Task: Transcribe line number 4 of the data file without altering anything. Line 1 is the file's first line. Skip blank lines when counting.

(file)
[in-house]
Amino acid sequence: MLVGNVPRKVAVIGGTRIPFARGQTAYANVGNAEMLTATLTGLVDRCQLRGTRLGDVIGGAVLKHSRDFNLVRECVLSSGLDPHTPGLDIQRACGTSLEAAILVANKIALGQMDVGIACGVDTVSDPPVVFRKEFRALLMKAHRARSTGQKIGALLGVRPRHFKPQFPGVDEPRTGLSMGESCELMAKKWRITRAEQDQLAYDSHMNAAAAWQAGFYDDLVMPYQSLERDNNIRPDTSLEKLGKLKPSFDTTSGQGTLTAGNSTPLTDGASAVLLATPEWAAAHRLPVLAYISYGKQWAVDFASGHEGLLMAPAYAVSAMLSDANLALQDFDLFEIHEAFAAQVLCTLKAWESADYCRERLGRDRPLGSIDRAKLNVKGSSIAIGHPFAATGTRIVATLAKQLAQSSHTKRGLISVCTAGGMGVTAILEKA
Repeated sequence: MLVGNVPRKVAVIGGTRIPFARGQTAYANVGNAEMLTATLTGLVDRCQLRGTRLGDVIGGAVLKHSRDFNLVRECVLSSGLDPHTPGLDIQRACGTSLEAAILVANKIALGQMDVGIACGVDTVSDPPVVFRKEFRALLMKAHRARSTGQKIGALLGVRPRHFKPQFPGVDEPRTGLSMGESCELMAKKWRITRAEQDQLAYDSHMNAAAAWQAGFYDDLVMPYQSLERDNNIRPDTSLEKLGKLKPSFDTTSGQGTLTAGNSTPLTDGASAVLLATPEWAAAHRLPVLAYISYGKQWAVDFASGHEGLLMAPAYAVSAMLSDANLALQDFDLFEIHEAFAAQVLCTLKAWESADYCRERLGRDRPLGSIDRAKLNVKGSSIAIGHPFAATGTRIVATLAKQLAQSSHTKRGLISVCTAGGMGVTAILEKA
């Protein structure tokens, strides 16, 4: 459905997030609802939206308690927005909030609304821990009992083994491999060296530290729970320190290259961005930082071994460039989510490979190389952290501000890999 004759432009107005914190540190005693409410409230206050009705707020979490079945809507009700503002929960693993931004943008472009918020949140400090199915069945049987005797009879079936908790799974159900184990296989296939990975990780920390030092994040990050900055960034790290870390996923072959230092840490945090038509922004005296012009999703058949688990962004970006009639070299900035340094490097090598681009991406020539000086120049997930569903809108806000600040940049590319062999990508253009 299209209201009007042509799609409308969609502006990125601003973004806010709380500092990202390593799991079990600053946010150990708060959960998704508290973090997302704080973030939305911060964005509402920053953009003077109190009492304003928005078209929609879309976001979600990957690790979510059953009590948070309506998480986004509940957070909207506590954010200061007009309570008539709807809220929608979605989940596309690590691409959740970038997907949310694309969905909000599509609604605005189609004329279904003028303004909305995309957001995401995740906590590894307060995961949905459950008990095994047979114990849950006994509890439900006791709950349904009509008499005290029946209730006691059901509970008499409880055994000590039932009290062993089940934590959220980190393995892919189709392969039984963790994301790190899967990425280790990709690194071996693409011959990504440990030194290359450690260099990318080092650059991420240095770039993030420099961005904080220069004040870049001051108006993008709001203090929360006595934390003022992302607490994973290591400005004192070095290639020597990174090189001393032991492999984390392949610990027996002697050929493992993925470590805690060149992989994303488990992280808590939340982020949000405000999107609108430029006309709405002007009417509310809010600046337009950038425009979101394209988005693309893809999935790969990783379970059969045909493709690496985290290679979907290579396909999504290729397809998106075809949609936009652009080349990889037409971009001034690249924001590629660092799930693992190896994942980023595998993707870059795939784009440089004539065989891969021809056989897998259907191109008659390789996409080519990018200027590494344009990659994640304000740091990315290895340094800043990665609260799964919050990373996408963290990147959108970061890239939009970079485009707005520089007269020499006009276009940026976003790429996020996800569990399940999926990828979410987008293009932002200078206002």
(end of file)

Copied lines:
């Protein structure tokens, strides 16, 4: 459905997030609802939206308690927005909030609304821990009992083994491999060296530290729970320190290259961005930082071994460039989510490979190389952290501000890999 004759432009107005914190540190005693409410409230206050009705707020979490079945809507009700503002929960693993931004943008472009918020949140400090199915069945049987005797009879079936908790799974159900184990296989296939990975990780920390030092994040990050900055960034790290870390996923072959230092840490945090038509922004005296012009999703058949688990962004970006009639070299900035340094490097090598681009991406020539000086120049997930569903809108806000600040940049590319062999990508253009 299209209201009007042509799609409308969609502006990125601003973004806010709380500092990202390593799991079990600053946010150990708060959960998704508290973090997302704080973030939305911060964005509402920053953009003077109190009492304003928005078209929609879309976001979600990957690790979510059953009590948070309506998480986004509940957070909207506590954010200061007009309570008539709807809220929608979605989940596309690590691409959740970038997907949310694309969905909000599509609604605005189609004329279904003028303004909305995309957001995401995740906590590894307060995961949905459950008990095994047979114990849950006994509890439900006791709950349904009509008499005290029946209730006691059901509970008499409880055994000590039932009290062993089940934590959220980190393995892919189709392969039984963790994301790190899967990425280790990709690194071996693409011959990504440990030194290359450690260099990318080092650059991420240095770039993030420099961005904080220069004040870049001051108006993008709001203090929360006595934390003022992302607490994973290591400005004192070095290639020597990174090189001393032991492999984390392949610990027996002697050929493992993925470590805690060149992989994303488990992280808590939340982020949000405000999107609108430029006309709405002007009417509310809010600046337009950038425009979101394209988005693309893809999935790969990783379970059969045909493709690496985290290679979907290579396909999504290729397809998106075809949609936009652009080349990889037409971009001034690249924001590629660092799930693992190896994942980023595998993707870059795939784009440089004539065989891969021809056989897998259907191109008659390789996409080519990018200027590494344009990659994640304000740091990315290895340094800043990665609260799964919050990373996408963290990147959108970061890239939009970079485009707005520089007269020499006009276009940026976003790429996020996800569990399940999926990828979410987008293009932002200078206002």